Appropriately, the resulting Magazine range was championed by newly launched style magazine Wallpaper, and Young found himself touted as the design world’s brightest young star. “It was on every page of Wallpaper; it was in every magazine; every shop. I equated that level of publicity with being wealthy but I was actually getting poorer at the time. It was very confusing.”

Magazine gave Young his first experience of seeing his work copied by others – something that still bugs him. “It caused this whole wave across London of people doing lounge design, doing things with rounded corners. It became so fashionable that the whole of London started doing it and my work just started to lose value. The second object I did was Cappellini’s Smartie – it was a round disc object, it was a revolution, the new bean-bag of the 90s. Then of course it got copied by about 20 different companies. It’s like the Tree [a tree-shaped coat stand] we did for Swedese – it’s copied so much now the original idea just fades into insignificance.”

He recently had a similarly bitter experience when a well-known American technology brand produced a product remarkably similar to his USB Bracelet – a digital storage device that doubles as jewellery. “I read some chats on the internet and it’s like, who copied who? There’s this confusion, which is a shame.”

Young’s globetrotting life changed dramatically when he moved to Reykjavik in 1998 after falling in love with Icelandic artist and designer Katrin Petursdottir. “It was purely just a love thing. I never thought I’d be in love and all of a sudden I was, so I thought I’m just going to enjoy this. I was a bit tired of London anyway. And I did more work in a couple of years in Reykjavik then the seven years previously because I wasn’t going to parties all the time.”

Reykjavik was an unlikely base for his ongoing work for international clients including Cappellini, Magis, Rosenthal and Mandarina Duck – although he also designed Reykjavik’s Astro Bar during his time there – but as he says: “By the time I went to Reykjavik I had been flying around the world constantly so I could see myself living anywhere.”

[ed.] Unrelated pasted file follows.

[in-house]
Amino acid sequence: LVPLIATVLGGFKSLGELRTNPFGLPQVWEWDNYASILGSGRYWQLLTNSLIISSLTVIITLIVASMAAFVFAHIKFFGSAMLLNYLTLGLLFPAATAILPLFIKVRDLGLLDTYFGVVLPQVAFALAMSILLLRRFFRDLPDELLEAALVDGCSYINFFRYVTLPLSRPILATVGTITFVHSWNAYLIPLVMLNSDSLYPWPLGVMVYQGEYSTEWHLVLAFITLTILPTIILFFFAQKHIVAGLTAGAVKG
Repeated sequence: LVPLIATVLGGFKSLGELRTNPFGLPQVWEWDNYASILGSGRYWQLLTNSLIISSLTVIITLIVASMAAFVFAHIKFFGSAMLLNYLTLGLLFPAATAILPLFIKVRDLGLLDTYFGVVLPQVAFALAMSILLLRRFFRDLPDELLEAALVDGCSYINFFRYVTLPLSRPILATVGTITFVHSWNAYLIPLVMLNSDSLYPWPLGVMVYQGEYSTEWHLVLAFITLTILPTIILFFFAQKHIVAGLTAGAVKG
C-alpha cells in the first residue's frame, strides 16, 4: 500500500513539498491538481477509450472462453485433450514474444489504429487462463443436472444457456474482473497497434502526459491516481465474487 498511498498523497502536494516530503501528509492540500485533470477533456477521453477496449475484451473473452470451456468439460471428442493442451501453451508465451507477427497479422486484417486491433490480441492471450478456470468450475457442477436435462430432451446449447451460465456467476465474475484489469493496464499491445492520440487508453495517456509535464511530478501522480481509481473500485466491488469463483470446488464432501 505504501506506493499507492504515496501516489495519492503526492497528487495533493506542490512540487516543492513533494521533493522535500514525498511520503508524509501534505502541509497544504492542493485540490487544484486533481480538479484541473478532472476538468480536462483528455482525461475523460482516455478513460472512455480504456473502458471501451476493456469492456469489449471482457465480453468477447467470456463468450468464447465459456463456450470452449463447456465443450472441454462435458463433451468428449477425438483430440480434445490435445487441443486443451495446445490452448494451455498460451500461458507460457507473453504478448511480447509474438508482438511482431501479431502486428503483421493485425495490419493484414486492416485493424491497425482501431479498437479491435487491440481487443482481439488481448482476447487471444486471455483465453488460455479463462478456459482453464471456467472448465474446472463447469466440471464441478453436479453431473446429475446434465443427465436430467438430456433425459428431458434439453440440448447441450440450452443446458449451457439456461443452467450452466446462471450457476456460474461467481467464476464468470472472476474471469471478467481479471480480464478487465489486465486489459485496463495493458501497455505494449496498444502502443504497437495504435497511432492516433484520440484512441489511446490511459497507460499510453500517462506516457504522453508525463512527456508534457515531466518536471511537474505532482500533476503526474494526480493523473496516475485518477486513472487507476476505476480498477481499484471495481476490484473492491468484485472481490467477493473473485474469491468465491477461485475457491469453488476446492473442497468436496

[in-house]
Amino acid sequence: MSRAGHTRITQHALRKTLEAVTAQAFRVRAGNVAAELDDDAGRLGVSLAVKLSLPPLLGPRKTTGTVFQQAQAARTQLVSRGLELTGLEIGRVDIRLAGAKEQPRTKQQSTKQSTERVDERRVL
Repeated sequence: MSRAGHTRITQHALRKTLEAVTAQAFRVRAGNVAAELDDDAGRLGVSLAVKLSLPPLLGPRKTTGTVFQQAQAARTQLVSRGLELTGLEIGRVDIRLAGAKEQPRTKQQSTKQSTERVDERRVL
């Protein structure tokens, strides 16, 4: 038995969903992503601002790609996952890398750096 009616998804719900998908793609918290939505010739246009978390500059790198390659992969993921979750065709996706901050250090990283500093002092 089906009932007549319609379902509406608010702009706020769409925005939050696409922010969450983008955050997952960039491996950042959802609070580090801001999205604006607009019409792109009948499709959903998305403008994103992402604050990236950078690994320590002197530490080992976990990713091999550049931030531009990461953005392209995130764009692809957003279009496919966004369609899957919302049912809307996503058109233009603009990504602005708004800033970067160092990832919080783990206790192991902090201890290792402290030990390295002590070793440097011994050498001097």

Reykjavik was followed briefly by Brussels – where, struck by the cheap property prices and a peculiar belief that the Belgian capital was “the future”, he bought a huge house. “So I have got this massive place there that I’ve never lived in, not even stepped foot in. I thought I’d set up an office there but I suddenly thought, what am I doing in Brussels? I started doing all these things in Asia and I thought, let’s go look over there.”

So, in 2002, he took his family to Taipei, where he had a growing number of industrial clients including electronics brand Kuro, for whom he designed an MP3 player. The move marked the start of Young’s engagement with mass production. “I wanted to educate myself on how this whole industry works. It really wasn’t just chasing work though – it was to enjoy travelling around the world. I guess I’m just curious and I kind of realise I can’t keep moving around forever so I’ll do it all now.”

Despite the growing band of jet-set designers who work for global brands, Young believes in the importance of day-to-day relationships with manufacturers. The Milanese furniture industry has always thrived because of its dense concentration of brands, designers, prototyping workshops and factories. Despite industry’s rapid migration eastwards, received wisdom has it that a combination of email and air-miles will allow European designers to retain their pre-eminence. But Young thinks otherwise.

“I’ve just designed a bike for [Taiwan-based multinational] Giant. They would never be able to do that with someone in London. They don’t have the understanding of design or the financial resources to fly designers business class to a meeting. There’s a level of personal interface you need to really work with these companies. You can’t do it unless you’re on a one-to-one basis with them and in that time zone.”

Taipei is the location of one of Young’s best-known recent projects – the striking, Corian-clad 2005 interior for the Dr James Clinic. But it didn’t take Young long to realise he’d moved to the wrong country and, in 2004, he relocated once more to Hong Kong. “I decided after one and a half years that I needed to be somewhere more civilised. We were going to Hong Kong every weekend, just for dinner. It’s an hour and half away. We’d just go there and have fun and then we just fell in love with Hong Kong, and now we’re there.” And it’s no accident that on his new doorstep lies the vast Chinese mainland with its burgeoning manufacturing capacity, low cost base and design-hungry businesses.